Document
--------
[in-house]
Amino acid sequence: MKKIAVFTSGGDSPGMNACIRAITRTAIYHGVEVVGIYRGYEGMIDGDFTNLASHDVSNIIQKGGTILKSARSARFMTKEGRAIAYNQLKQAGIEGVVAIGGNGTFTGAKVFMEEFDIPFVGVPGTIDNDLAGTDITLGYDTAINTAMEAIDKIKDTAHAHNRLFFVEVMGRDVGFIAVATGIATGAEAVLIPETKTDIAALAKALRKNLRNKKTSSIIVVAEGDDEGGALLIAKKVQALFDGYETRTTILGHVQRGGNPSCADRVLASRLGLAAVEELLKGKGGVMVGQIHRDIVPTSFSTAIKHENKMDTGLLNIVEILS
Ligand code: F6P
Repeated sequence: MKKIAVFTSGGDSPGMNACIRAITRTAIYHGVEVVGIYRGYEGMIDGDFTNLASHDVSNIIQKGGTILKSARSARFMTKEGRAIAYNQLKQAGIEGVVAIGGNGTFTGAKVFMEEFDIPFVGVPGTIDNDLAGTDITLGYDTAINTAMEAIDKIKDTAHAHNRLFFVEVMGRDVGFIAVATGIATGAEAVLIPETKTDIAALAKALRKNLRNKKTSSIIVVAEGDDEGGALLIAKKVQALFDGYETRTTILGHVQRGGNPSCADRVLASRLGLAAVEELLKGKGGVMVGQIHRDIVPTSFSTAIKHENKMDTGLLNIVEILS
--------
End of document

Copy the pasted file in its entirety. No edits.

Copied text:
[in-house]
Amino acid sequence: MKKIAVFTSGGDSPGMNACIRAITRTAIYHGVEVVGIYRGYEGMIDGDFTNLASHDVSNIIQKGGTILKSARSARFMTKEGRAIAYNQLKQAGIEGVVAIGGNGTFTGAKVFMEEFDIPFVGVPGTIDNDLAGTDITLGYDTAINTAMEAIDKIKDTAHAHNRLFFVEVMGRDVGFIAVATGIATGAEAVLIPETKTDIAALAKALRKNLRNKKTSSIIVVAEGDDEGGALLIAKKVQALFDGYETRTTILGHVQRGGNPSCADRVLASRLGLAAVEELLKGKGGVMVGQIHRDIVPTSFSTAIKHENKMDTGLLNIVEILS
Ligand code: F6P
Repeated sequence: MKKIAVFTSGGDSPGMNACIRAITRTAIYHGVEVVGIYRGYEGMIDGDFTNLASHDVSNIIQKGGTILKSARSARFMTKEGRAIAYNQLKQAGIEGVVAIGGNGTFTGAKVFMEEFDIPFVGVPGTIDNDLAGTDITLGYDTAINTAMEAIDKIKDTAHAHNRLFFVEVMGRDVGFIAVATGIATGAEAVLIPETKTDIAALAKALRKNLRNKKTSSIIVVAEGDDEGGALLIAKKVQALFDGYETRTTILGHVQRGGNPSCADRVLASRLGLAAVEELLKGKGGVMVGQIHRDIVPTSFSTAIKHENKMDTGLLNIVEILS